5. Via contaminated needles used during body piercing, tattooing, acupuncture

Preventative Measures
Avoid having casual sex, and use condoms at every opportunity (locally made condoms may

not be of adequate quality, use those with a Kitemark
). Do not share needles or any other
medical equipment. Try to avoid having tattoos or piercings done. Avoid having a blood
transfusion. Carry a sterile medical kit.
Rabies is present in many countries world-wide and is an acute, invariably fatal illness. Dogs
are most commonly associated with transmission.

1. Avoid the risk. Avoid contact with dogs, cats, bats (wild or domestic)
2. If you are bitten or licked on an area of broken skin in a country that has rabies, wash

the area thoroughly in water / soap and water vigorously for 5 minutes.
3. Seek medical help immediately in order to receive post-exposure treatment even if you
were vaccinated before travelling.
1. Bite avoidance. Use insect repellent spray containing DEED (diethyltoluamide) at
appropriate strength (50% in malarious areas). Caution in young children and
pregnant ladies. Re-apply after swimming or sweating.

2. Use mosquito nets, impregnate clothing with insecticide e.g. permethrin.
3. Be aware of the risk and time of risk e.g. dusk until dawn.
4. Wear long sleeves, trousers, socks and shoes.
5. Use air conditioning, mosquito coils, “Bug Bands”

There are other diseases caused by mosquito bites, these include:

1. Yellow fever (daytime biting) vaccination is available
2. Dengue fever (daytime biting) no vaccination is available

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3. Japanese Encephalitis (dusk until dawn) vaccination is available

Road traffic accidents are the leading cause of death of children overseas, with drowning
being the second most common cause of death. When hiring a car try to make sure it is from
a reputable source. Child seats should be brought over from the U.K. as they may not be
available at the holiday destination. Avoid alcohol when driving and familiarise yourself with
local regulations.
Avoid hitch-hiking.
Avoiding eating a large meal or drinking alcohol before swimming.
Take note of any safety restrictions on beaches e.g. the current, safe swimming areas, tide
Make sure you have adequate insurance cover for your trip.

Inform the insurance company of any pre-existing medical conditions.
Check the details of your medical insurance before travelling
Obtain an EHIC before travelling to an EU country (available at Post Offices). This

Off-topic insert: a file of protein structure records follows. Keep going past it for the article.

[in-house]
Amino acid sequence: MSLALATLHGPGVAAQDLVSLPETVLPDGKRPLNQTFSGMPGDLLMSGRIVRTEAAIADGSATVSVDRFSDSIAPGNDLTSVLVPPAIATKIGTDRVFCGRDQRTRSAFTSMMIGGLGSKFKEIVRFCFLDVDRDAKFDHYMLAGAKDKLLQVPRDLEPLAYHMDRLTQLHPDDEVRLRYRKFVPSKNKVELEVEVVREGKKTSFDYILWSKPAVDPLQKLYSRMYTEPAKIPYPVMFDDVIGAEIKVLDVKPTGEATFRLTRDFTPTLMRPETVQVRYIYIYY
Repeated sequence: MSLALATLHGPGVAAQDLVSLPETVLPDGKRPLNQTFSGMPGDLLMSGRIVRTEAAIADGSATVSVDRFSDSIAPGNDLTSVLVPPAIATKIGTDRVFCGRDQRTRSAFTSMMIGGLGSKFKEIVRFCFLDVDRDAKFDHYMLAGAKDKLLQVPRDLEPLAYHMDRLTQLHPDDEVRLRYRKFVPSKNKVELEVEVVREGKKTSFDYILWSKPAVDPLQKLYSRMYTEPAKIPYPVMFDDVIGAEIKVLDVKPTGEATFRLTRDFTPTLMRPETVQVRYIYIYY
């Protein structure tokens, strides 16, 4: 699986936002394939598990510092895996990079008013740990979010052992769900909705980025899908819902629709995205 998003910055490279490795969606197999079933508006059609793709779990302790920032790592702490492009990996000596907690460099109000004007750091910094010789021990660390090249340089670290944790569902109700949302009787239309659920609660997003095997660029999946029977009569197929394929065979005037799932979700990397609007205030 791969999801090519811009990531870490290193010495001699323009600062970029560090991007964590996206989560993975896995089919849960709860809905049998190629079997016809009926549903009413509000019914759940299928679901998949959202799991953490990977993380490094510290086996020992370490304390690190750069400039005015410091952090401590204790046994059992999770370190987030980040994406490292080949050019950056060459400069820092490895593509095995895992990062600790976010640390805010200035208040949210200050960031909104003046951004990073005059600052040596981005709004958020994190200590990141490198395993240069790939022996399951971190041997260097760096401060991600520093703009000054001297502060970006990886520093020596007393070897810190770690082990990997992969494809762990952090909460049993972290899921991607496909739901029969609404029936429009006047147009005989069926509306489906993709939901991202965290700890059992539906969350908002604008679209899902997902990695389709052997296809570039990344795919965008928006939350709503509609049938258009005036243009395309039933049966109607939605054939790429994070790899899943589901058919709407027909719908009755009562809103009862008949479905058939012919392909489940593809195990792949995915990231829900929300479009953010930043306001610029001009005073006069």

will give you some basic cover so make sure you have secondary insurance too.

Especially on long-haul flights

Try to ensure enough leg room. This may entail special pre-booking with the airline or
booking a more expensive seat.
Move around as much as possible. Exercise your legs and feet every 30 minutes. Do
some deep-breathing exercises.
Drink plenty of fluids (water). Excess alcohol intake can lead to dehydration.

NOTE: Those travellers with a previous history of DVT (deep vein thrombosis), PE
(pulmonary embolism) must see their G.P. as soon as their flight is booked as they may need
specialised medication whilst travelling.
Sunburn and heat related illnesses can cause serious skin problems in travellers and can
curtail holiday plans. Sunburn can cause skin cancer in the long term. Just taking a few
precautions could help prevent a painful holiday !

1. Limit yourself to 20 minutes of sun exposure daily, initially
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2. Use sunblock, reapply regularly especially after swimming. Children aged under 3
should wear sunblock. Children aged 6 months or younger should be kept out of the

3. Try to keep out of the sun between 10a.m. and 3p.m. when the sun is at its hottest.
4. Wear hats and protective clothing when possible.
5. Keep well hydrated with water (alcohol can make you dehydrated).


(Department of Health)
(National Travel Health Network ad Centre)
(Foreign and Commonwealth Office)
With reference to:
Health Information for Overseas Travel (The Yellow Book) Nathnac 2010
Travel Medicine Pollard, A J and Murdoch, DR 2001
Grieve, S Independent Nurse 21 February – 06 March 2011